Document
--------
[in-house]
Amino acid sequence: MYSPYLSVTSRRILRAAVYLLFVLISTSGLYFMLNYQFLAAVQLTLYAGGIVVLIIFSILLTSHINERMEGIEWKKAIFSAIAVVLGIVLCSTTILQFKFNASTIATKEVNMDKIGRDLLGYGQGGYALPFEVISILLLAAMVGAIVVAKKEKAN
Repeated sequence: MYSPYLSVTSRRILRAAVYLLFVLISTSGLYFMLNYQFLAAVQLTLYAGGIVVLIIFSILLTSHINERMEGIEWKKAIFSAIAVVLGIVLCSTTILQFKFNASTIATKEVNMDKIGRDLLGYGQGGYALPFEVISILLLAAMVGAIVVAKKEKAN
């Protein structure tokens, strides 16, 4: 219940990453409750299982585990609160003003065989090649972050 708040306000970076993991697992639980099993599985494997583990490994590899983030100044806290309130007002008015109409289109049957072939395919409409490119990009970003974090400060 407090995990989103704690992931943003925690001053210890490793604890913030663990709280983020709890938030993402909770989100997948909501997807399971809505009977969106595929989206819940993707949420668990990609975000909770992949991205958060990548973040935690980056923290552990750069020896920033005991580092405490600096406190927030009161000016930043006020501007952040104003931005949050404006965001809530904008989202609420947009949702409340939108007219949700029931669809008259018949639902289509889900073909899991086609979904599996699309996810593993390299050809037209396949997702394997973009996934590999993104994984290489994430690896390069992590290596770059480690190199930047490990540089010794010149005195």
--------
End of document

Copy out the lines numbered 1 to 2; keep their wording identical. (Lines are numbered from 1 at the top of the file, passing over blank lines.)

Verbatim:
[in-house]
Amino acid sequence: MYSPYLSVTSRRILRAAVYLLFVLISTSGLYFMLNYQFLAAVQLTLYAGGIVVLIIFSILLTSHINERMEGIEWKKAIFSAIAVVLGIVLCSTTILQFKFNASTIATKEVNMDKIGRDLLGYGQGGYALPFEVISILLLAAMVGAIVVAKKEKAN